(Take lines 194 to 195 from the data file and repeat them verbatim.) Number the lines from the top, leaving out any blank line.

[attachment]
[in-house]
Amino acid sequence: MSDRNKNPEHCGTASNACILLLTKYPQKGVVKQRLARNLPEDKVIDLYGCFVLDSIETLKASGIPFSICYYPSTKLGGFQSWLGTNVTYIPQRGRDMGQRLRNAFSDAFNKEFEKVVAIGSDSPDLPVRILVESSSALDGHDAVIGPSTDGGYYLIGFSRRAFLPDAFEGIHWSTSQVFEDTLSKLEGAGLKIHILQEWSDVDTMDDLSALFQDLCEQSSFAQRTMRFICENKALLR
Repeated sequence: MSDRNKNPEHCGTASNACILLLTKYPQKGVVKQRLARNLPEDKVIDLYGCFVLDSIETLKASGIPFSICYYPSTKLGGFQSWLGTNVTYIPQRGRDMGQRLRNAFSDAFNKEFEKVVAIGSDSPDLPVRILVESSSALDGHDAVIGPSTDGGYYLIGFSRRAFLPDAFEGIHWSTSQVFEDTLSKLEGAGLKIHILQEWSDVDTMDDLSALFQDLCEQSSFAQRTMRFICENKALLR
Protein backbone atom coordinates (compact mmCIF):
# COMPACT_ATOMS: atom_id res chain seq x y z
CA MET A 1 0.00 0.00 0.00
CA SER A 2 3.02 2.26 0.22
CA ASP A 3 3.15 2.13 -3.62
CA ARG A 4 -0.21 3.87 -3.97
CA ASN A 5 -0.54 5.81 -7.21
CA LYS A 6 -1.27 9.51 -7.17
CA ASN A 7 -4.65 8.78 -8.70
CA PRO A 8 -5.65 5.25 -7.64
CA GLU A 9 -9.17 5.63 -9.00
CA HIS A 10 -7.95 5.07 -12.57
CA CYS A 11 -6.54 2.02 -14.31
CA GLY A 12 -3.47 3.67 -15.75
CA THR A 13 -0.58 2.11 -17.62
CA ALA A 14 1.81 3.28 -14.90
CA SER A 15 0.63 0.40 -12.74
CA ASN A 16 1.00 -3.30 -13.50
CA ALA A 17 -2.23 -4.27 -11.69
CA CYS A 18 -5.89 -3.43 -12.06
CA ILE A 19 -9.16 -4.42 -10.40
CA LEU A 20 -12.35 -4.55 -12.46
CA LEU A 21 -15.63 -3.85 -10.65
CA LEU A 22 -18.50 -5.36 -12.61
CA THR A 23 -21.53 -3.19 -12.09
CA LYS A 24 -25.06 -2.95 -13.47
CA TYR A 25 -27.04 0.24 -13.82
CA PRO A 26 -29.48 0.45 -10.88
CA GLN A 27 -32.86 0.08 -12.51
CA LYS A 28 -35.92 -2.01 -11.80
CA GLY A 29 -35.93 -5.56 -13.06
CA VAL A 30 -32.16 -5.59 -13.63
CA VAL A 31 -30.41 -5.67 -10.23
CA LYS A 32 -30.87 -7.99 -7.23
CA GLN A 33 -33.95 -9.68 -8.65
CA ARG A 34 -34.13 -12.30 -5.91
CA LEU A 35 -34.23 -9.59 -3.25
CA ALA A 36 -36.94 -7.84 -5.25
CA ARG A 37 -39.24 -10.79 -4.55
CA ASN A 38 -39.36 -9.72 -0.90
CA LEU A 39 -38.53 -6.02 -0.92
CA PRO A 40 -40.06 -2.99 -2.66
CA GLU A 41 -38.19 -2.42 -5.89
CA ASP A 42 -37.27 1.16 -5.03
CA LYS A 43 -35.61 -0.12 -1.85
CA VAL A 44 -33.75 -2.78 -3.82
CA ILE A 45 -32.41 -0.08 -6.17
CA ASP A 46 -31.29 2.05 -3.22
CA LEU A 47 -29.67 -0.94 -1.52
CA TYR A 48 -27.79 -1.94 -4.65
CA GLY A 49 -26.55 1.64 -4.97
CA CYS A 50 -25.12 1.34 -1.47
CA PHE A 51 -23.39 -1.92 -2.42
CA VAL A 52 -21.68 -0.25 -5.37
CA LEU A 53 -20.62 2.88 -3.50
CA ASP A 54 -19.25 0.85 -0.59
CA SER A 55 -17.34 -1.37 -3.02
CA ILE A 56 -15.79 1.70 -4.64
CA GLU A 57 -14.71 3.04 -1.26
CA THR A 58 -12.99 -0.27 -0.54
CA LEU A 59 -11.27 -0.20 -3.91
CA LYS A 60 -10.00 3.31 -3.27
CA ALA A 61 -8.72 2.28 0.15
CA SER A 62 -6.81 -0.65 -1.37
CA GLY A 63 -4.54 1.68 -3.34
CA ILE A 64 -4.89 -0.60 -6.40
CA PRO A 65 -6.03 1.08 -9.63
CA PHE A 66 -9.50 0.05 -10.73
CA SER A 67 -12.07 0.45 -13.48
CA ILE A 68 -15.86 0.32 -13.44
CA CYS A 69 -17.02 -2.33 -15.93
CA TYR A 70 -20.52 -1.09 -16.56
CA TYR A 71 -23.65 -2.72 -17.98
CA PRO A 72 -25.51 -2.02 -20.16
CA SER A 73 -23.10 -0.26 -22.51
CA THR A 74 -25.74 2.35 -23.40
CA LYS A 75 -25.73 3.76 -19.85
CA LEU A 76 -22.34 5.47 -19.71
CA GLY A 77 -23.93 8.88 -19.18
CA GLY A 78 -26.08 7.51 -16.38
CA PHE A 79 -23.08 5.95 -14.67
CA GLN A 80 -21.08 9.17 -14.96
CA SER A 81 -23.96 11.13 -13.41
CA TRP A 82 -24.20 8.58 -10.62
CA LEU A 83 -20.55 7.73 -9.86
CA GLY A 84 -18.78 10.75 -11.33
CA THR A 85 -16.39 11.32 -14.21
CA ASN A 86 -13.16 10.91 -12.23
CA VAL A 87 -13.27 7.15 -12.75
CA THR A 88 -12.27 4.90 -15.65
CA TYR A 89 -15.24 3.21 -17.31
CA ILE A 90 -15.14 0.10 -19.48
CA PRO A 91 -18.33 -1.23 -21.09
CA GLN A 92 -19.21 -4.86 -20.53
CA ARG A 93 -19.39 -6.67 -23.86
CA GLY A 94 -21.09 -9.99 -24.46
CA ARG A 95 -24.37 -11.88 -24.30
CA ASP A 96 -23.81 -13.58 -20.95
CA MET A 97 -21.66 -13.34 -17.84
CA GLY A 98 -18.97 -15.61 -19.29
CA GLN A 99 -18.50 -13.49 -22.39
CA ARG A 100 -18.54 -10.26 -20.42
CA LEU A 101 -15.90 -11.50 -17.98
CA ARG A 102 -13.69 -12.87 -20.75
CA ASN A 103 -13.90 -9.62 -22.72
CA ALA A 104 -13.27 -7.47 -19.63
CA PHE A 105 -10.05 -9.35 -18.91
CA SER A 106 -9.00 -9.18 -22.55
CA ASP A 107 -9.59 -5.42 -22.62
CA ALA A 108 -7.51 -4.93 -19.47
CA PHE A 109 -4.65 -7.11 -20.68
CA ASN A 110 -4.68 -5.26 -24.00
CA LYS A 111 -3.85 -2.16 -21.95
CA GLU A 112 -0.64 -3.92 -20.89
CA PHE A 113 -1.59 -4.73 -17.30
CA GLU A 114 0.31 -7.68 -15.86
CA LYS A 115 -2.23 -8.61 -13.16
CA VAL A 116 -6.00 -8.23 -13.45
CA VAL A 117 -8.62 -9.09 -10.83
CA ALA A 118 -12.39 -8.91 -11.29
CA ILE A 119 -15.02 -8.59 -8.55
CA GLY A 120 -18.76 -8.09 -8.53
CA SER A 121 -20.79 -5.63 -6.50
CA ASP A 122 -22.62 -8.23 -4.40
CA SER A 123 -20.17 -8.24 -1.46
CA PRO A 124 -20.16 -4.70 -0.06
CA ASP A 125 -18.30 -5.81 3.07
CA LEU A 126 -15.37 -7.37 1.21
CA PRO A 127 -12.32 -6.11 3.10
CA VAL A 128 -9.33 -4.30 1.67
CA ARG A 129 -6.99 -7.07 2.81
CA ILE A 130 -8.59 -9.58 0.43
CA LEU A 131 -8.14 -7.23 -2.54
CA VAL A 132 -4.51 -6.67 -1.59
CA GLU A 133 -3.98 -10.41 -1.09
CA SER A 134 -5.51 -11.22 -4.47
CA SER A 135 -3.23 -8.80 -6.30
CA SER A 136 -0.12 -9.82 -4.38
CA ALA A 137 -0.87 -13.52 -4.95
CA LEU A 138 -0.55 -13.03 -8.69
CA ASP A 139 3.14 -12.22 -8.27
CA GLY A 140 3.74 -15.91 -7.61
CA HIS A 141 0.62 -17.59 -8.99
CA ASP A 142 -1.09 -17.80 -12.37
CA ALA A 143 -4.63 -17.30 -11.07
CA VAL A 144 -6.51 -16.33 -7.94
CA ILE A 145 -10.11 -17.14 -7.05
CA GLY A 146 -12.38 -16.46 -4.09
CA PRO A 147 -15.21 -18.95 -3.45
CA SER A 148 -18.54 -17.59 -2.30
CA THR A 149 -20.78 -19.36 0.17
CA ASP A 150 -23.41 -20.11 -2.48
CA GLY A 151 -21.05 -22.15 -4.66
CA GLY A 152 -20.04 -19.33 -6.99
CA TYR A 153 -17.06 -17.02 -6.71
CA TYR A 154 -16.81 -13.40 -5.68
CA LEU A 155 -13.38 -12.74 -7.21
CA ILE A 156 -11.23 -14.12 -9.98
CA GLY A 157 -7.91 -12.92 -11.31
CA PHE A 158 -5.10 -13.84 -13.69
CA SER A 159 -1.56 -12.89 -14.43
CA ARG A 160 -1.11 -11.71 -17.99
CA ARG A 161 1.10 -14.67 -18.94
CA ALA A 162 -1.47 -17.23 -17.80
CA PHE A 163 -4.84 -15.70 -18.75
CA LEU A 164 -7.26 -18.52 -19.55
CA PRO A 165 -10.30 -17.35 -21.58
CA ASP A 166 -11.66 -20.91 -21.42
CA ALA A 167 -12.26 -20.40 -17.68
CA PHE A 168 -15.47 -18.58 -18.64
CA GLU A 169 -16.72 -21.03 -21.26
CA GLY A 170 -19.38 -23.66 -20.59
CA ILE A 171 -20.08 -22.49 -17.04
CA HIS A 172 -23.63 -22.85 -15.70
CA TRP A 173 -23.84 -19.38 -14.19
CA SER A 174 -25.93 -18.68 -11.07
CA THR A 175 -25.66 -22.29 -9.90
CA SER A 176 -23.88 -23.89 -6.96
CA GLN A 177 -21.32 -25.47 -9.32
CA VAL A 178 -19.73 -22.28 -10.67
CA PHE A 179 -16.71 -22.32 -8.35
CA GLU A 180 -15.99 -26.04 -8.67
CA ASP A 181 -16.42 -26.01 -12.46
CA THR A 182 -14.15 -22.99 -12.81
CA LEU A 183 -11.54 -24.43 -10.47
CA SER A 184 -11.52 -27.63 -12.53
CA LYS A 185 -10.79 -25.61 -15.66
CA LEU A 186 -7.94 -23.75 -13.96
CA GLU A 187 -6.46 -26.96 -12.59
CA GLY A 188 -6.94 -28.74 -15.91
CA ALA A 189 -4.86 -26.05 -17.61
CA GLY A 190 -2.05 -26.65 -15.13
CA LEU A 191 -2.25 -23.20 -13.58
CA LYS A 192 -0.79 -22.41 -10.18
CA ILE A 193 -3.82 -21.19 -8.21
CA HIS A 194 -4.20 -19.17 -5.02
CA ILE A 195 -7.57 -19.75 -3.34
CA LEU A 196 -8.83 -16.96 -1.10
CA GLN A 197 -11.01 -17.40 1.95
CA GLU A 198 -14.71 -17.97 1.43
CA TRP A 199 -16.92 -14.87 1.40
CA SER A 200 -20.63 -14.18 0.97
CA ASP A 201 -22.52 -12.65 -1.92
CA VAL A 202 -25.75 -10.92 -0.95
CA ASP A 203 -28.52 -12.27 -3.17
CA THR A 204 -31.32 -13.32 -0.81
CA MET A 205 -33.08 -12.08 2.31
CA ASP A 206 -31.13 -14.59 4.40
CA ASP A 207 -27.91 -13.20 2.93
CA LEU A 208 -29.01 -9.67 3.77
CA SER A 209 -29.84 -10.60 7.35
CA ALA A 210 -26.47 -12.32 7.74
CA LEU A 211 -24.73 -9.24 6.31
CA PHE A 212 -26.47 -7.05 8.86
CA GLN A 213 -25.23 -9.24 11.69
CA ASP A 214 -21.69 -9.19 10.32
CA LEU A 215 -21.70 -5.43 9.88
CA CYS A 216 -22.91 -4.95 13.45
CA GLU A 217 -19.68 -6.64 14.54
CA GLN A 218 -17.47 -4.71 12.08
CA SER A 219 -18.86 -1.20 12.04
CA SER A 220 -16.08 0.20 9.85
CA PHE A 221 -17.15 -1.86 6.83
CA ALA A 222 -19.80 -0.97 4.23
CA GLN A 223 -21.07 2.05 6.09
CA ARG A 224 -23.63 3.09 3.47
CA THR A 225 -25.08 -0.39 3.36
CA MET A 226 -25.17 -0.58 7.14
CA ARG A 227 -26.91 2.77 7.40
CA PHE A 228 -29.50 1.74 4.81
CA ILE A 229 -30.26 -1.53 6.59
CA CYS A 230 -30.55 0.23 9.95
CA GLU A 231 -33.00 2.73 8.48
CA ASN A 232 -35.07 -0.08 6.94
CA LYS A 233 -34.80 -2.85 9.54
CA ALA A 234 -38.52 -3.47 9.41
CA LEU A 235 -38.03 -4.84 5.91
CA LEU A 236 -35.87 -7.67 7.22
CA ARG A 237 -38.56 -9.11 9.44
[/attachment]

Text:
CA ALA A 189 -4.86 -26.05 -17.61
CA GLY A 190 -2.05 -26.65 -15.13